Kids of all ages like to get their hands dirty.
And the mobile agricultural education science lab, sponsored by the Pennsylvania Farm Bureau, gave them the opportunity to do just that at Hereford Elementary School this week.
Students in grades kindergarten through fifth stepped onto the trailer to learn about a number of agricultural processes and issues like the ability to make butter out of creams with varying fat content, enzymes like lactase and the power of and multiple uses for the soybean, including a demonstration how the bean is used to make lip balm.
Ag lab teacher Mrs. Anne McCausland gives a lesson on agriculture to kindergarten students at Hereford Elementary School seated on the floor of the mobile agricultural education science lab.
Mrs. Ellen Long’s fourth-graders also got hands-on with corn products. On Monday morning, the class was asked two questions. Ag lab teacher Mrs. Anne McCausland posed the quandary of what happens to packing foam in a landfill to the class of “agricultural scientists” who conducted an experiment with both Styrofoam and Ecofoam.
The Styrofoam, which is petroleum-based, didn’t dissolve in water, but the corn-based Ecofoam did. Students learned about renewable versus non-renewable resources and biodegradability.
“This is one of the first times they get to be in a lab setting,” said Long of what the students get out of the mobile ag lab versus strictly a classroom education. “It’s a great experience. You get to see them starting to make those connections.”
Students also used the scientific method in their next experiment where they found out if plastic could be made from corn. They mixed cornstarch, corn oil, water and food coloring. After being heated, the substance turned into a hardened plastic. McCausland explained the deficiencies of corn-based plastic, like the fact that it can’t be heated for an extended period of time, or at high temperatures, because it will melt.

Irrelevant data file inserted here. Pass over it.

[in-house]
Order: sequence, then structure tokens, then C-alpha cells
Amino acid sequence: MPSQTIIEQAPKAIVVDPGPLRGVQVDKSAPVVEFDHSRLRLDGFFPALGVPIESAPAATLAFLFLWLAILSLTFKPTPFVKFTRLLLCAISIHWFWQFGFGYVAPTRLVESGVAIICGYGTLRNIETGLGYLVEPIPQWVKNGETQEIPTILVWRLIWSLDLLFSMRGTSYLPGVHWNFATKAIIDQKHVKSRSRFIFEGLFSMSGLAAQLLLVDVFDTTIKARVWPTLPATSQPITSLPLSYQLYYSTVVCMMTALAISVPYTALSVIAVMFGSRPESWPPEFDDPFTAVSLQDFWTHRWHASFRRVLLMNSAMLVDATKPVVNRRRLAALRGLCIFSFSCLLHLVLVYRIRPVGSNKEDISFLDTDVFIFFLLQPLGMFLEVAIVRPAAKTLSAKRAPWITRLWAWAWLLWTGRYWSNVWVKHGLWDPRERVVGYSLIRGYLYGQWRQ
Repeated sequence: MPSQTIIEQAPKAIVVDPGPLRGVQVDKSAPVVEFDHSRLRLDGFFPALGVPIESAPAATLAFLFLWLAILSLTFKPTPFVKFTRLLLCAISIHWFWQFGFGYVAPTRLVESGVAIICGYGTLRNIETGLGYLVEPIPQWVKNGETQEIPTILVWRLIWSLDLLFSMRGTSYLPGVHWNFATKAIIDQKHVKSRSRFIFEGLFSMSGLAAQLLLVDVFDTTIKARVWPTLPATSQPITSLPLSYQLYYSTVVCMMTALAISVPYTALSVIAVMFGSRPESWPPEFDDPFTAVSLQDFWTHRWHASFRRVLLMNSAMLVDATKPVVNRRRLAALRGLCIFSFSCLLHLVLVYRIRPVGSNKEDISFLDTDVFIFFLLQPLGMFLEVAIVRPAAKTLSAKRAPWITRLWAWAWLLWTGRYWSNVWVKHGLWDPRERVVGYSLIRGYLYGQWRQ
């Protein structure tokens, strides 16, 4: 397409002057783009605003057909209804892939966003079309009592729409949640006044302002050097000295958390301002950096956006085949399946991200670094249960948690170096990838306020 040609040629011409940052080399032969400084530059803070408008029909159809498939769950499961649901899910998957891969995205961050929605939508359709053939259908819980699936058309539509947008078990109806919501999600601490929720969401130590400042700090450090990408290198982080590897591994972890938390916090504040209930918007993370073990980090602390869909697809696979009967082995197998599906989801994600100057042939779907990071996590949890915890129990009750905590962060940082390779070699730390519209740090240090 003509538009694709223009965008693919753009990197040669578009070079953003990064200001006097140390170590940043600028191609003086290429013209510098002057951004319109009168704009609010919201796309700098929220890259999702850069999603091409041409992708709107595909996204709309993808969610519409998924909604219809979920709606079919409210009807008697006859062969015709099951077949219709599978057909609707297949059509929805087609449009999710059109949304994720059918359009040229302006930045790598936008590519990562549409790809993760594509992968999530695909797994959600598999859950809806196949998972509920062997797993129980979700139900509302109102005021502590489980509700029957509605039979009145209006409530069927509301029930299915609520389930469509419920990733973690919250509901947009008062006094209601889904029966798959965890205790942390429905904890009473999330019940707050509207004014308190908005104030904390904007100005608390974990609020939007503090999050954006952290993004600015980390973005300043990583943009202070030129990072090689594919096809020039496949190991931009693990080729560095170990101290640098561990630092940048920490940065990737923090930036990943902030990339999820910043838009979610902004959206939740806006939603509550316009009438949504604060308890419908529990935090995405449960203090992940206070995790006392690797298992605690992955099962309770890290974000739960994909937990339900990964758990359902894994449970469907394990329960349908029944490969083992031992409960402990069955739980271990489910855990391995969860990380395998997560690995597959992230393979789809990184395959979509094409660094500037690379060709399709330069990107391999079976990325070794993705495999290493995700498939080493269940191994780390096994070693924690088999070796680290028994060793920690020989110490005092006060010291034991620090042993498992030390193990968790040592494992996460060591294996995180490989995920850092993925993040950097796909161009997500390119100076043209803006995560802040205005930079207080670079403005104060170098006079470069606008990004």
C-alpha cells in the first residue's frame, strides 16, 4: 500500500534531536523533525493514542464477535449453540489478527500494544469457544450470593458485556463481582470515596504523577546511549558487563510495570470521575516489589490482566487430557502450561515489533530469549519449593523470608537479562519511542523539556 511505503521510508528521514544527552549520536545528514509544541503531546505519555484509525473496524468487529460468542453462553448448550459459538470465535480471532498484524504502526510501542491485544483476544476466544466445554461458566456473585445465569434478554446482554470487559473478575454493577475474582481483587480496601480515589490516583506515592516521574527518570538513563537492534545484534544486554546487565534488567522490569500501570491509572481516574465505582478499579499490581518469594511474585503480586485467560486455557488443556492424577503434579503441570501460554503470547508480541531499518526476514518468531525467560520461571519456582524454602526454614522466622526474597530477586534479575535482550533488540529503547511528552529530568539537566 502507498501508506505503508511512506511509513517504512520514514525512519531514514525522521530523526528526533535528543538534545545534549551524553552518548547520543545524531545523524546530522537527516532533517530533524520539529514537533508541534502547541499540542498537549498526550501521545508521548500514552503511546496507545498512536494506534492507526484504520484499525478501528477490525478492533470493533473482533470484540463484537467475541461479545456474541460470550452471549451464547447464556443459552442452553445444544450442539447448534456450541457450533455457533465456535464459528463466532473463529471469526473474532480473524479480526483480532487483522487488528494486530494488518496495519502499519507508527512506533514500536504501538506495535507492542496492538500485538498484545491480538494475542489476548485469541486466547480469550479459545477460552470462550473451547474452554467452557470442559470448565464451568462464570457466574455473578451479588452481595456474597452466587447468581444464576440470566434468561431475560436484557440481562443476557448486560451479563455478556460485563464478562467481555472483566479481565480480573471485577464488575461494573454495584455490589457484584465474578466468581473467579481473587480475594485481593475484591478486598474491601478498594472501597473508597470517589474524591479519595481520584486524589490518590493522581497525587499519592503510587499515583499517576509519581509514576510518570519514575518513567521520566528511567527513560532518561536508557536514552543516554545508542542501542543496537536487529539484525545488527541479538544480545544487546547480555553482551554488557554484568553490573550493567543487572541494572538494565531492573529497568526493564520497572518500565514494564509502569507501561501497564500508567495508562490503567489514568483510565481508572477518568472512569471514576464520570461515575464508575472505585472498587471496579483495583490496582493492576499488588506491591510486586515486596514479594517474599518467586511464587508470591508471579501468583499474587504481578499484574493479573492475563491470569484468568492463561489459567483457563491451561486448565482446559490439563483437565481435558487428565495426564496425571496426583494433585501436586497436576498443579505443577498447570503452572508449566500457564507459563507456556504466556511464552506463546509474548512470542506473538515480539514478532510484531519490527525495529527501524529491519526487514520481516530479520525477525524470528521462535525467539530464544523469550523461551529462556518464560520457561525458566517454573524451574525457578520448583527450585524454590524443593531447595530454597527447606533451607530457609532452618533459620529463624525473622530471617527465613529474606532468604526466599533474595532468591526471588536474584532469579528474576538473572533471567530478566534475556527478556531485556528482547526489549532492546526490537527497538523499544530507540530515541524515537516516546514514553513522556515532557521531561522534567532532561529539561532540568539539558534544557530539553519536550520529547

“I’m hoping your generation is the generation that’s going to solve this,” McCausland said to the students of the current problems with corn-based plastic.
“This adds a hand-on science component to agriculture that students might not have exposure to normally,” McCausland said after the 50-minute lab. “There are so many different opportunities in agriculture…It gets boys and girls alike excited about science.”
And the students couldn’t agree more.
“I learned that packing foam could be biodegradable,” said fourth-grader Maddie Harkins after the lab.
“And I learned that you can make plastic out of corn,” noted Mason Powers.
The mobile ag lab, with its mission to increase student awareness about the importance of agriculture in their daily lives, is available year-round for students across Pennsylvania in grades K-8. The curriculum, which is aligned with state academic standards, can be hand-picked by each school to compliment teaching in the classroom. The program is supported by the Pennsylvania Department of Agriculture.
Other projects include grain identification, soybean versus petroleum-based crayons, making glue from milk, germ experiments, fat, phytochemical and sugar trials in food, water analysis and harmful and beneficial bug experiments.
For more information on the ag lab, visit www.aglab.pfb.com or call program director Tonya Wible at (717)439-0863.